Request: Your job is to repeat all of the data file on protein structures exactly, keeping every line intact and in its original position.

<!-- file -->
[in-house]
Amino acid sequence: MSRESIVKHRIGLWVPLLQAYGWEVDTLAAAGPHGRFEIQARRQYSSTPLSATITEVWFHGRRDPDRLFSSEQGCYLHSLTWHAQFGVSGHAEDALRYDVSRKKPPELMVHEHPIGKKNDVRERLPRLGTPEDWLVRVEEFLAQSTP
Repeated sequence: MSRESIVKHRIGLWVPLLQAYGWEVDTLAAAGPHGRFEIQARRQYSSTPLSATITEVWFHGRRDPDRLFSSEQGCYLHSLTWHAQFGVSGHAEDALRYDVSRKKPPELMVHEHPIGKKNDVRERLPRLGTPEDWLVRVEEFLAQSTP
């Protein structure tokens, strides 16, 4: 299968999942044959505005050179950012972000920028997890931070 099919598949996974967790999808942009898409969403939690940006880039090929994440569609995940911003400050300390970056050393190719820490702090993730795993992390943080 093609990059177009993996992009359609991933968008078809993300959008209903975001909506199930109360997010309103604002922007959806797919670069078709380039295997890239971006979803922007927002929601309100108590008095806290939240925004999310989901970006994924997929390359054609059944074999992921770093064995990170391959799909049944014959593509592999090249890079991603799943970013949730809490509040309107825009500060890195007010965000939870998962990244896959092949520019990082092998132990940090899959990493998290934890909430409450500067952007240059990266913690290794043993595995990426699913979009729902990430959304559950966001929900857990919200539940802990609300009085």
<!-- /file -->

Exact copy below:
[in-house]
Amino acid sequence: MSRESIVKHRIGLWVPLLQAYGWEVDTLAAAGPHGRFEIQARRQYSSTPLSATITEVWFHGRRDPDRLFSSEQGCYLHSLTWHAQFGVSGHAEDALRYDVSRKKPPELMVHEHPIGKKNDVRERLPRLGTPEDWLVRVEEFLAQSTP
Repeated sequence: MSRESIVKHRIGLWVPLLQAYGWEVDTLAAAGPHGRFEIQARRQYSSTPLSATITEVWFHGRRDPDRLFSSEQGCYLHSLTWHAQFGVSGHAEDALRYDVSRKKPPELMVHEHPIGKKNDVRERLPRLGTPEDWLVRVEEFLAQSTP
């Protein structure tokens, strides 16, 4: 299968999942044959505005050179950012972000920028997890931070 099919598949996974967790999808942009898409969403939690940006880039090929994440569609995940911003400050300390970056050393190719820490702090993730795993992390943080 093609990059177009993996992009359609991933968008078809993300959008209903975001909506199930109360997010309103604002922007959806797919670069078709380039295997890239971006979803922007927002929601309100108590008095806290939240925004999310989901970006994924997929390359054609059944074999992921770093064995990170391959799909049944014959593509592999090249890079991603799943970013949730809490509040309107825009500060890195007010965000939870998962990244896959092949520019990082092998132990940090899959990493998290934890909430409450500067952007240059990266913690290794043993595995990426699913979009729902990430959304559950966001929900857990919200539940802990609300009085």